Sunday morning, studio cat Ghost and I are sitting in the chair listening to Beethoven’s ninth and the birdsong, reading a ‘new’ book that arrived from a secondhand bookshop in the States.
I like these older books because they tend to have more in them, more thoughts and less how-to broken down to the nth. While the photos may be black and white, they’re full of gems that require “reading with a pencil”. Like this:
The joy of printed books, with paper pages to feel, hold, turn. The quality of the printing, the weight of the paper, the style of the binding. The typography, page layout. Joys before reading starts.
Fiction books filled with imagination. Non-fiction books filled with things to be learned and discovered. Art books opening with a creak to release that new-book-ink smell. Books to read from cover to cover, others to dip in randomly. Joys of deciding which book next.
For me, Christmas is synonymous with books, a pile of treasure. Some I’ve mentioned to the in-house-art-critic, others are a surprise. They’re bought across the year and saved in the Christmas box. This is what I’ll be reading into next year:
Top to bottom:
Artemis — science fiction set on the Moon, by the author of a book I’ve read multiple times, The Martian, which was made into a film I’ve watched several times. I stayed up reading it, and will read it again to enjoy the writing more slowly now I know the plot.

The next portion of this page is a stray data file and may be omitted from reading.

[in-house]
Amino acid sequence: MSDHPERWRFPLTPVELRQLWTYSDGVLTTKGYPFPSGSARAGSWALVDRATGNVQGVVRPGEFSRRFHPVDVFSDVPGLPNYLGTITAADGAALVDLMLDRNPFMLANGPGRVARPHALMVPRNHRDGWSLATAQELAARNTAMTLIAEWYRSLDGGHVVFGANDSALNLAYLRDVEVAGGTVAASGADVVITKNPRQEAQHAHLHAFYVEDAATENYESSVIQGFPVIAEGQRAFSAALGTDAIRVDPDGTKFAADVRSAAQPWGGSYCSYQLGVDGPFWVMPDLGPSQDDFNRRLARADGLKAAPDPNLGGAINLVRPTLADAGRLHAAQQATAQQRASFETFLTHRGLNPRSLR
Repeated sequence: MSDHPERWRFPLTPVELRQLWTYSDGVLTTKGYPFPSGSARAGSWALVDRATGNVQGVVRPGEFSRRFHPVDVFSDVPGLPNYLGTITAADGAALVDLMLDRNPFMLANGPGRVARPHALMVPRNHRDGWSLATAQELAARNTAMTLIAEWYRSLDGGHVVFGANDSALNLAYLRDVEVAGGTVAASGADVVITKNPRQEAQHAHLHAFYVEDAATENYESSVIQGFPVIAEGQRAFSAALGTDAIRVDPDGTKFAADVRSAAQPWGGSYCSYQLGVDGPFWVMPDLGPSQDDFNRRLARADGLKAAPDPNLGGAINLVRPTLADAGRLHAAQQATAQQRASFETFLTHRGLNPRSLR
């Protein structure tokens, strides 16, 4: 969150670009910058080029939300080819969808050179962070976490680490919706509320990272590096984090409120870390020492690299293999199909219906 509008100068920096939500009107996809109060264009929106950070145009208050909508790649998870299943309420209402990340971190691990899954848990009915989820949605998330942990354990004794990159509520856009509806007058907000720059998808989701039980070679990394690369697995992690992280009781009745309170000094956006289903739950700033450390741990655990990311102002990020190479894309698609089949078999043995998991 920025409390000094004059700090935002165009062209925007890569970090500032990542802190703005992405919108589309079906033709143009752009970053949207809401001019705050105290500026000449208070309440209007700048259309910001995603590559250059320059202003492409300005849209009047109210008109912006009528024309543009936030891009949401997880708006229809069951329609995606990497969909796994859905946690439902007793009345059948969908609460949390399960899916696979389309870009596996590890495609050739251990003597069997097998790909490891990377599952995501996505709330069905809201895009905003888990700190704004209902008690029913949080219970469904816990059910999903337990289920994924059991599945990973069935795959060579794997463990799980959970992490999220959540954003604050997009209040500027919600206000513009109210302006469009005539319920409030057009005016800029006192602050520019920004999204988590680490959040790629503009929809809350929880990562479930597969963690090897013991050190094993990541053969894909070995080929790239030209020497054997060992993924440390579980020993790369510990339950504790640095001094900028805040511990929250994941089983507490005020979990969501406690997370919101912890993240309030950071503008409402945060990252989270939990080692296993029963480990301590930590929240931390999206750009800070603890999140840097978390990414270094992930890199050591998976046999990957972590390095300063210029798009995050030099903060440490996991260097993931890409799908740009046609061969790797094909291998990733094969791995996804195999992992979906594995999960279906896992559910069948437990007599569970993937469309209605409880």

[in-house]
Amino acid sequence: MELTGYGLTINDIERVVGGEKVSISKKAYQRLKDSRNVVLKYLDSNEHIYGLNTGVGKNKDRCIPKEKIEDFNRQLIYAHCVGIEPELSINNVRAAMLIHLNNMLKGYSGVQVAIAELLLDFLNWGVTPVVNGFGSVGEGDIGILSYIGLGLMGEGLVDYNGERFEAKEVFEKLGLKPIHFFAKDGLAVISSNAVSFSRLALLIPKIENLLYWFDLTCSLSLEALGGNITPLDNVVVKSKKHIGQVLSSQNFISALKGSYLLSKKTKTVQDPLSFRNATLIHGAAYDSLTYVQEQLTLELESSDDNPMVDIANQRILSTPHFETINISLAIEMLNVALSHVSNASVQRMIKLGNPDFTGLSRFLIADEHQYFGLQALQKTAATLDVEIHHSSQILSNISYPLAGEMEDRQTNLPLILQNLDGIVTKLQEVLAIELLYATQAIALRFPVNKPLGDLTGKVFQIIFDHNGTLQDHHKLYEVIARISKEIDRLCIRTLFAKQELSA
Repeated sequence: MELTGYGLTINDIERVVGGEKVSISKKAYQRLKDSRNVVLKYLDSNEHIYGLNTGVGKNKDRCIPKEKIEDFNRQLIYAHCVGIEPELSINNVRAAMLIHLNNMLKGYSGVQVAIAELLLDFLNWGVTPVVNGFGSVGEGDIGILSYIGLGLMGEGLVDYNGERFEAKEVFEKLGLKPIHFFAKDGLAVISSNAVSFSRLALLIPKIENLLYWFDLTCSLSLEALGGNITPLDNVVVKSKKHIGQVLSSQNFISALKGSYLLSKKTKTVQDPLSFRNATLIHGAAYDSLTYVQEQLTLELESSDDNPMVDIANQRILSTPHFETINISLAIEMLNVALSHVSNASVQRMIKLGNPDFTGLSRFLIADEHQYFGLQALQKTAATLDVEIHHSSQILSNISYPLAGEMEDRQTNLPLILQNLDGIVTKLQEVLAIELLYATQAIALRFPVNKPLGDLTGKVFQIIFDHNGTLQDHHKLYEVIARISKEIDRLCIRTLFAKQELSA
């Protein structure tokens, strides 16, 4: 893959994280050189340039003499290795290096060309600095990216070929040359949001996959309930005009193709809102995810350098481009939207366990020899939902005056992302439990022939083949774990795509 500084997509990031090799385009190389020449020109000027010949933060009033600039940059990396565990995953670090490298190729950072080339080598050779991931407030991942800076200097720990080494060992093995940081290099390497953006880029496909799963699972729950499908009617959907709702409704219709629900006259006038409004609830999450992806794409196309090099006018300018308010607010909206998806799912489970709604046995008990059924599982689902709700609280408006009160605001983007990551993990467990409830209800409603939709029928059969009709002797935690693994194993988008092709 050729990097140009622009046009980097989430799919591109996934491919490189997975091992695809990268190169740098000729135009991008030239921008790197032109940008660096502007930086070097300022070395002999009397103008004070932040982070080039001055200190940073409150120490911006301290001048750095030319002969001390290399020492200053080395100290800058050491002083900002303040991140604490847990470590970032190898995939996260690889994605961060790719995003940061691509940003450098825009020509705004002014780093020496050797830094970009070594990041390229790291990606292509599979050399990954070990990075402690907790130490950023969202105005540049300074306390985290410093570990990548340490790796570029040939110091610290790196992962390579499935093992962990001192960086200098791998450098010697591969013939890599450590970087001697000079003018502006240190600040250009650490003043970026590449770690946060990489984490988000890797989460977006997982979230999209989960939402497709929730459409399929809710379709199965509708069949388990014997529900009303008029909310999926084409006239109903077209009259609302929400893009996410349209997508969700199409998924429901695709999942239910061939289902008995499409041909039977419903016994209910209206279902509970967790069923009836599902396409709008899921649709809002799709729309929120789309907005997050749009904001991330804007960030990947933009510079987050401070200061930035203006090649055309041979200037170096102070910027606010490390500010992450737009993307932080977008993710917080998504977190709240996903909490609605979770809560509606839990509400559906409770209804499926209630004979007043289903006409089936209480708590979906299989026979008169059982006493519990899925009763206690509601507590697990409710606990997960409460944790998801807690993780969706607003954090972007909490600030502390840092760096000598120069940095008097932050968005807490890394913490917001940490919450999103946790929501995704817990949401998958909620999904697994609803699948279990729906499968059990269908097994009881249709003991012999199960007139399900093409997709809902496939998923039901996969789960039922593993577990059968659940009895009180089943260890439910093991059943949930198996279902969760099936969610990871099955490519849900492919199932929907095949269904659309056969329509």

Barbara Hepworth: Writings and Conversations — a long-time favourite artist of the in-house art critic and an artist whose geometric abstracts have increasingly grown on me. We visited her studio in St Ives once.? No doubt it’ll be a source of some Monday Motivators.
Perennial Seller : The Art of Making and Marketing Work that Lasts by Ryan Holiday — a book for the business side of life.
Paintings by Peder Balke — a relatively unknown Norwegian artist.
Australia’s Impressionists — catalogue from an exhibition at the National Gallery in London.
What Color is the Wind? — an inspiring illustrated children’s book; not only the answer to the question, but the tactile elements on the pages.